• [0099]
    Although, the method above may be computationally intensive for calculating driving distances (AXBCDX) for each shipment in the system, a number of techniques exist to initially limit the universe of shipments. The system may calculate the straight-line (rather than driving) distances using the latitude and longitude coordinated of each address or location (obtained by geocoding process). Any shipment for which the distance from the carrier's starting address (AX) to the pick-up address (B) is more than the driver's baseline trip distance (AXDX) plus his maximum route deviation (driver specified) is eliminated from consideration. Additionally, if the distance from shipment pick-up (B) to delivery (C) is greater than the driver's baseline trip (AXDX) plus his maximum route deviation, the item is eliminated from consideration.
  • [0100]
    The resulting shipment listings are initially sorted by route deviation distance, but the carrier can choose to further sort the results by other shipment properties including compensation amount, title, description, dimensions, weight, and shipper ID/feedback by clicking on the column name. The carrier may view the full shipment listing by clicking on the title of the shipment.
  • [0101]
    The search process may occur, from the shipper's perspective, also appears in FIG. 27, as follows: After the shipper submits the shipment's details, the system saves the shipment listing and checks the trip database for carrier trips that are along the route of the shipment within the allowable route deviation. First, the system calculates the driving distance of the shipment's delivery route—from pick-up address (BY) to delivery address (CY) using standard, widely available route optimization and street mapping software or services.
  • [0102]
    All routes are assumed to be either the shortest distance or the shortest travel time. The shipment's pick-up and delivery addresses are then compared to each trip listing in the database. The system calculates the driving distance from each trip's starting address (A1, A2, A3, etc.) to the shipment's pick-up address (BY), and from the shipment's delivery address (CY) to each trip's ending address (D1, D2, D3, etc.). Then, the system calculates the total trip distance that each carrier would take from his starting address (A1, A2, A3, etc.) to the shipment's pick-up address (BY), to the shipment's delivery address (CY), and finally to each trip's ending address (D1, D2, D3, etc.).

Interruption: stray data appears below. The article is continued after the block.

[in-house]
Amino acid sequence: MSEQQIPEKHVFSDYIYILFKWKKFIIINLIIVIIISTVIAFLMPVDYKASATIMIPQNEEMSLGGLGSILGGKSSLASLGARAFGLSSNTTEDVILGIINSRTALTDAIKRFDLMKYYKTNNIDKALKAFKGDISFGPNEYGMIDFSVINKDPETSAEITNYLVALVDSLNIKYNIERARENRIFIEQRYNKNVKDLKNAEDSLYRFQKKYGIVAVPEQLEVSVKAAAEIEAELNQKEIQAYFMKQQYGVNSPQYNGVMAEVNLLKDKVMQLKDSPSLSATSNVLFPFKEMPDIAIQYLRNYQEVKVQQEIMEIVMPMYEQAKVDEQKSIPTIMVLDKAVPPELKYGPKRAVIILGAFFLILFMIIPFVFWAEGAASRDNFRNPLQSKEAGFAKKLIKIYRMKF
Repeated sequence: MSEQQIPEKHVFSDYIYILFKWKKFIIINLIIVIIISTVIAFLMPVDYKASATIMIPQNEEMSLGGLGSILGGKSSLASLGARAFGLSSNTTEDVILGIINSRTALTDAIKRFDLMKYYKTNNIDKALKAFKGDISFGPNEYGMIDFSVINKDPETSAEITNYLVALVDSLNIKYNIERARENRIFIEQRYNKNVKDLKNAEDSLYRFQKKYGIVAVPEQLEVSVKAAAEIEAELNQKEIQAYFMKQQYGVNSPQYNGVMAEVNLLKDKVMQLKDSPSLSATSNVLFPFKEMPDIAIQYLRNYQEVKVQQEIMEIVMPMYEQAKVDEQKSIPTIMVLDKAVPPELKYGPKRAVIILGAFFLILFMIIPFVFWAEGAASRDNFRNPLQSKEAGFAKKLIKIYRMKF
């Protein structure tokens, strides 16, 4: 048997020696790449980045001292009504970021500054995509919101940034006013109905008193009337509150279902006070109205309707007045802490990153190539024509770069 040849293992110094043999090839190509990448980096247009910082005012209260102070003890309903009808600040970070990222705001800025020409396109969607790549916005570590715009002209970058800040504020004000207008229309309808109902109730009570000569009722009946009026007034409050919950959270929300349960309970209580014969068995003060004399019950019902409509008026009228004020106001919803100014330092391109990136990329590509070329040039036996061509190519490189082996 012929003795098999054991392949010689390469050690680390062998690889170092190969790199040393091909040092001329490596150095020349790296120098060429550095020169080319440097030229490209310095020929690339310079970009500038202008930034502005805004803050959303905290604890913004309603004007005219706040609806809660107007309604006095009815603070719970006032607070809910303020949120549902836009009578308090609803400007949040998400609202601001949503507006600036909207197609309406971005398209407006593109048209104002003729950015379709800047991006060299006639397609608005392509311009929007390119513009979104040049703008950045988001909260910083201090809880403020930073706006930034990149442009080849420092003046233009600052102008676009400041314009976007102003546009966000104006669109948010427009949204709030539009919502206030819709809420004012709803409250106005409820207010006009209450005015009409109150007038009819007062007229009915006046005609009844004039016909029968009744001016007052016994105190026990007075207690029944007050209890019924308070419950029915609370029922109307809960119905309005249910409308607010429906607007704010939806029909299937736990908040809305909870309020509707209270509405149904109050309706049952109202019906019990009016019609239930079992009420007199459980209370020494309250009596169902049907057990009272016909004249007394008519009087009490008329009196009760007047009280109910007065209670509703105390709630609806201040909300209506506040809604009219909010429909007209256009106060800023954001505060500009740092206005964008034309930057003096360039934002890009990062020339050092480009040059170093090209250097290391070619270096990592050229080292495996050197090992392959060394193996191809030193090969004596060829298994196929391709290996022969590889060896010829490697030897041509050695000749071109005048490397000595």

• [0103]
    Each trip listing therefore has an additional property, distance A1BYCYD1 (for trip number 1), which is relevant only to this particular shipper's search. Each carrier's baseline trip distance (A1D1, A2D2, A3D3, etc.) is subtracted from each trip's total distance (ABYCYD), resulting in an “out-of-way” distance, or route deviation, for each trip in the system. Finally, all trips in the system are sorted by route deviation distances, from least to greatest. Those trips for which the route deviation is less than or equal to the driver's pre-defined, maximum cut-off for route deviation distance are displayed as the search result to the shipper.
  • [0104]
    The method described above may be computationally intensive for calculating driving distances (ABYCYD) for each trip in the system, however, a number of techniques exist to initially limit the universe of shipments. The system may, for example, calculate the straight-line (rather than driving) distances using the latitude and longitude coordinated of each address or location (obtained by geocoding process). Any trip for which the distance from the carrier's starting address (A) to the pick-up address (BY) is more than the driver's baseline trip distance (AD) plus his maximum route deviation (driver specified) is eliminated from consideration. Additionally, if the distance from shipment pick-up (BY) to delivery (CY) is greater than the driver's baseline trip (AD) plus his maximum route deviation, the trip is eliminated from consideration.
  • [0105]